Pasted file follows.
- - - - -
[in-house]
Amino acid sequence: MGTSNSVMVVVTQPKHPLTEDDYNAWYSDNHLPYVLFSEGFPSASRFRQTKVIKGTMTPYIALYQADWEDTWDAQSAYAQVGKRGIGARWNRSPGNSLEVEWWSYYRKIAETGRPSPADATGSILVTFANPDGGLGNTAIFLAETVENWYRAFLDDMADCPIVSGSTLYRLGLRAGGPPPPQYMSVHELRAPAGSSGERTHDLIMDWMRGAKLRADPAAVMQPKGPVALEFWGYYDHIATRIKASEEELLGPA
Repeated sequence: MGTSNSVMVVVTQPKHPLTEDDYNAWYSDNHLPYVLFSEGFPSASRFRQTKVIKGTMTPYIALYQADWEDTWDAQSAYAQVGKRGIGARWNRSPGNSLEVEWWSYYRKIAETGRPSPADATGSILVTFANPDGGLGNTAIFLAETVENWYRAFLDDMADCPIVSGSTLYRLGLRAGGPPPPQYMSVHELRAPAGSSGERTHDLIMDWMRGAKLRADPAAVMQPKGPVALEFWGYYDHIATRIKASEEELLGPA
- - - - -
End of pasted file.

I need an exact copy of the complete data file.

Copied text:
[in-house]
Amino acid sequence: MGTSNSVMVVVTQPKHPLTEDDYNAWYSDNHLPYVLFSEGFPSASRFRQTKVIKGTMTPYIALYQADWEDTWDAQSAYAQVGKRGIGARWNRSPGNSLEVEWWSYYRKIAETGRPSPADATGSILVTFANPDGGLGNTAIFLAETVENWYRAFLDDMADCPIVSGSTLYRLGLRAGGPPPPQYMSVHELRAPAGSSGERTHDLIMDWMRGAKLRADPAAVMQPKGPVALEFWGYYDHIATRIKASEEELLGPA
Repeated sequence: MGTSNSVMVVVTQPKHPLTEDDYNAWYSDNHLPYVLFSEGFPSASRFRQTKVIKGTMTPYIALYQADWEDTWDAQSAYAQVGKRGIGARWNRSPGNSLEVEWWSYYRKIAETGRPSPADATGSILVTFANPDGGLGNTAIFLAETVENWYRAFLDDMADCPIVSGSTLYRLGLRAGGPPPPQYMSVHELRAPAGSSGERTHDLIMDWMRGAKLRADPAAVMQPKGPVALEFWGYYDHIATRIKASEEELLGPA